A description of our method of achieving cardioplegia for deliberate open heart surgery has been reported. In our first experiments,1 where the cat heart was perfused by the Langendorff technique, it was found that a combination of potassium citrate, magnesium sulfate, and neostigmine was the most efficient method for stopping the heart. A second series2 of acute experiments on the intact hypothermic dog confirmed these findings. This is the third report of this series, and it will relate our observations on the dog using extracorporeal circulation, hypothermia, and prolonged induced cardiac standstill with potassium citrate 0.81%, magnesium sulfate 2.41%, and neostigmine methylsulfate 0.001%. In these experiments we did not attempt to compare this solution with potastium citrate alone, acetylcholine, or other antifibrillatory and cardioplegic solutions.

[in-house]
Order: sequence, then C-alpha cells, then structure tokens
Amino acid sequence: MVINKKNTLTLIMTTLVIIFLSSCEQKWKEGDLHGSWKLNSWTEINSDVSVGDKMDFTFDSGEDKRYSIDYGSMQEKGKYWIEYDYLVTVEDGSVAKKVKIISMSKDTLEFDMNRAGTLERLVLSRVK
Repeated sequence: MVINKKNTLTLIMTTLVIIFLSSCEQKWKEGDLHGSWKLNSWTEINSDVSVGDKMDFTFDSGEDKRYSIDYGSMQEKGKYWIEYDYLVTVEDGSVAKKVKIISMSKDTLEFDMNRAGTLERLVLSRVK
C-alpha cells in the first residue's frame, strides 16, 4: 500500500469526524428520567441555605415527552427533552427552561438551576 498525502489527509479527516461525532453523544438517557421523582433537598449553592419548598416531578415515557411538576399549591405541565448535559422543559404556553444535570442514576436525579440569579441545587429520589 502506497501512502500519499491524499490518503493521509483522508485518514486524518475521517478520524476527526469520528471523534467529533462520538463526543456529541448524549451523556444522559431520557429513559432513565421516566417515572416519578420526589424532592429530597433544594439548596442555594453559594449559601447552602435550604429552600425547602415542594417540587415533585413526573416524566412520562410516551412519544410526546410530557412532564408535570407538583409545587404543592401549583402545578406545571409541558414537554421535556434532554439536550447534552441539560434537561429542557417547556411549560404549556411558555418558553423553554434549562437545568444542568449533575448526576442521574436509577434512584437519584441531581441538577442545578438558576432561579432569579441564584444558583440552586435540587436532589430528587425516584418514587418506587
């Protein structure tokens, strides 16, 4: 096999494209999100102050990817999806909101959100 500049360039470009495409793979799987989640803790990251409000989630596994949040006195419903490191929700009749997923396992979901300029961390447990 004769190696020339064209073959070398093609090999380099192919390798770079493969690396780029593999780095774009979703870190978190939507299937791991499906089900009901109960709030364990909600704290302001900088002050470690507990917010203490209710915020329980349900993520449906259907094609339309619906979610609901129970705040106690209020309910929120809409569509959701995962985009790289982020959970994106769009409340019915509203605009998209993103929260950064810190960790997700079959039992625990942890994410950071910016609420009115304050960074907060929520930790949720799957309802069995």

Healthy dogs of both sexes were used. Preoperative preparation in some of the dogs was with neomycin and chlortetracycline (Aureomycin) given 24
SEALY WC, YOUNG WG, BROWN IW, LESAGE A, CALLAWAY HA, HARRIS JS, MERRITT DH. Potassium, Magnesium, and Neostigmine for Controlled CardioplegiaStudies on the Dog Using Extracorporeal Circulation and Hypothermia. AMA Arch Surg. 1958;77(1):33-38. doi:10.1001/archsurg.1958.01290010035007